The Ramsey facility's prototype shop installed an OMAX 60120 JetMachining Center from OMAX Corporation. And, unlike the shop's previous plasma cutting systems limited to only metal, the OMAX 60120 cost-effectively processes all the different materials that Life Fitness works with while also providing quick and easy programming, simple setups and short job changeover time, as well as blazing fast part cutting.
With this increased machining speed, the shop is now able to handle almost all of its prototype part production in house to avoid having to deal with outside suppliers and their fluctuating schedules. Plus, abrasive waterjet cutting eliminates the need for any secondary slag clean-up milling operations required after plasma cutting a part.
The OMAX 60120 is a bridge-style abrasive waterjet machine with a work envelope that offers an X-Y cutting travel of 10' 6" x 5' 2" (3,200 mm x 1,575 mm). The machine features OMAX's Intelli-TRAX® high-precision linear drive technology designed exclusively for the abrasive waterjet environment, a Bulk Abrasive Delivery System and an extremely durable OMAX MAXJET®5i Nozzle.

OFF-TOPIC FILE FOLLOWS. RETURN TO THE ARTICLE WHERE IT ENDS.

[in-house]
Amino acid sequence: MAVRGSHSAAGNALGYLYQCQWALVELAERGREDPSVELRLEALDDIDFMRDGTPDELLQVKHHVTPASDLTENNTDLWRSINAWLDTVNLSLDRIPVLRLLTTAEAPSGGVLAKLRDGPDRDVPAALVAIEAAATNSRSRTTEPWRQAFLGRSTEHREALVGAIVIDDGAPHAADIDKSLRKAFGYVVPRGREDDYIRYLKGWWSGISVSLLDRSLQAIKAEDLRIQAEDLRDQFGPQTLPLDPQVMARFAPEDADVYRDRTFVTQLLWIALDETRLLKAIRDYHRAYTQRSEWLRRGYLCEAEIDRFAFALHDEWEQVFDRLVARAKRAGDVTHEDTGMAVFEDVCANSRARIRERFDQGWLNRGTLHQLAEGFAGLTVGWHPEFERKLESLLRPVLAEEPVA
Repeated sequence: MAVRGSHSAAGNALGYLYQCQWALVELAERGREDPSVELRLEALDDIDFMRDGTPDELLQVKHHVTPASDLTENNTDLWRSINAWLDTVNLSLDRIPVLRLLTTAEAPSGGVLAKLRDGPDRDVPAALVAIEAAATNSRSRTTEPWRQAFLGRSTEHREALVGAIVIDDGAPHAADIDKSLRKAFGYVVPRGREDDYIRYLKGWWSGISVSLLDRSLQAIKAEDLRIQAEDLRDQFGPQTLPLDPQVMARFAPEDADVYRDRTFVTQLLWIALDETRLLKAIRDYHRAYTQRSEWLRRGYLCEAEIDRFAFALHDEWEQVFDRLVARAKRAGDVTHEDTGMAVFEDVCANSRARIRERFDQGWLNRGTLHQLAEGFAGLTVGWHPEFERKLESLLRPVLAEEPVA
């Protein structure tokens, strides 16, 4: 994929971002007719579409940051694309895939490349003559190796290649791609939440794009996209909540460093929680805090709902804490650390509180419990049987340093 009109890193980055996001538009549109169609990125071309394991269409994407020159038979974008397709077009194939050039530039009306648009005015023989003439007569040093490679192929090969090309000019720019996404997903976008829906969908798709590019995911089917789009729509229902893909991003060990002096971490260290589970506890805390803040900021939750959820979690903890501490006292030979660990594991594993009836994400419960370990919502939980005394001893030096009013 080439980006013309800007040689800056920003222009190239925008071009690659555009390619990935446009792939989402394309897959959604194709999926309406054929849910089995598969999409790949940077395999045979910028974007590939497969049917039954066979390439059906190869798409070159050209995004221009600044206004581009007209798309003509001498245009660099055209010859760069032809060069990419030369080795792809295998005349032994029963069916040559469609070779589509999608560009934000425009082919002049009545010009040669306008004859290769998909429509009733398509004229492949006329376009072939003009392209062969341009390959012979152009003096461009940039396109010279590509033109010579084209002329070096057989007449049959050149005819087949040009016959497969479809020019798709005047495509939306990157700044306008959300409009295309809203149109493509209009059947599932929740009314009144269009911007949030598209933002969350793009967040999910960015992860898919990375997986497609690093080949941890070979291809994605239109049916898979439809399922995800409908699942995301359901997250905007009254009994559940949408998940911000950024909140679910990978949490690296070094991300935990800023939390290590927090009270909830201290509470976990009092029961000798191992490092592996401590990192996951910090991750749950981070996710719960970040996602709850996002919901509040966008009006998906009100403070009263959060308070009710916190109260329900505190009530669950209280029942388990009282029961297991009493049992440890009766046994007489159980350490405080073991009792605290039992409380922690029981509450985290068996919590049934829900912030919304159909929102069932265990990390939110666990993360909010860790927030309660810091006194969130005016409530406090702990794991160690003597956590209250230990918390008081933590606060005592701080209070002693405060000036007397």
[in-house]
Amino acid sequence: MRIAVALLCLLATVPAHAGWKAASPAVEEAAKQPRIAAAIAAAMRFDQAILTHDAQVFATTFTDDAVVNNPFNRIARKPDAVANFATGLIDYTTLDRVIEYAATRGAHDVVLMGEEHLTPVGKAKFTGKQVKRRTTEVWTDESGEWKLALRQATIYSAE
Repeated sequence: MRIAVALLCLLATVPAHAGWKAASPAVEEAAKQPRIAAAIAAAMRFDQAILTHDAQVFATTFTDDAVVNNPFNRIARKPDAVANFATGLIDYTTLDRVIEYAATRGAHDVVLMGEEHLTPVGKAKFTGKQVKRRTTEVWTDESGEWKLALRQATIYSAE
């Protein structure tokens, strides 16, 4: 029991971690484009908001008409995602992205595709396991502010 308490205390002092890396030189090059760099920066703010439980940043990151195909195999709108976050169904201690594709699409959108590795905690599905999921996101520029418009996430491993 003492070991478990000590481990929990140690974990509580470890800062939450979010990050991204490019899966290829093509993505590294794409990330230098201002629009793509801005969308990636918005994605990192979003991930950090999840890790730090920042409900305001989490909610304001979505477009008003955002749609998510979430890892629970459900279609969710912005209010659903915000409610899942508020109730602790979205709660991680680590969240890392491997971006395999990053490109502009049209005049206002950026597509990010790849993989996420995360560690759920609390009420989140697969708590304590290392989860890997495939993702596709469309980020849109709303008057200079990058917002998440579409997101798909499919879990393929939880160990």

Equipped with an A-Jet cutting head accessary, the OMAX 60120 delivers repeatable, high precision, detailed 5-axis cutting. Such capability allows Life Fitness to cut weld bevels and do other prep work – operations that were previously impossible with its plasma equipment. The A-Jet cuts beveled edges up to 60 degrees at angles determined by the machine operator or by the part program. The head features a compact design and delivers a positioning accuracy of ± 0.09 degrees (± 6 arc minutes).
According to Westin Nelson, senior program manager for the commercial strength division at Life Fitness, the OMAX 60120 produces complete show-quality prototype parts the first time. Doing so, it eliminates any need for secondary weld-prep operations or those required to make parts aesthetically pleasing. The machine not only cuts part shapes/profiles, but also their other features such as holes and slots needed for assembly. Parts are so precise in terms of feature dimension and location that assembly operations go quicker and easier because individual parts line up with one another perfectly and without extra effort or rework.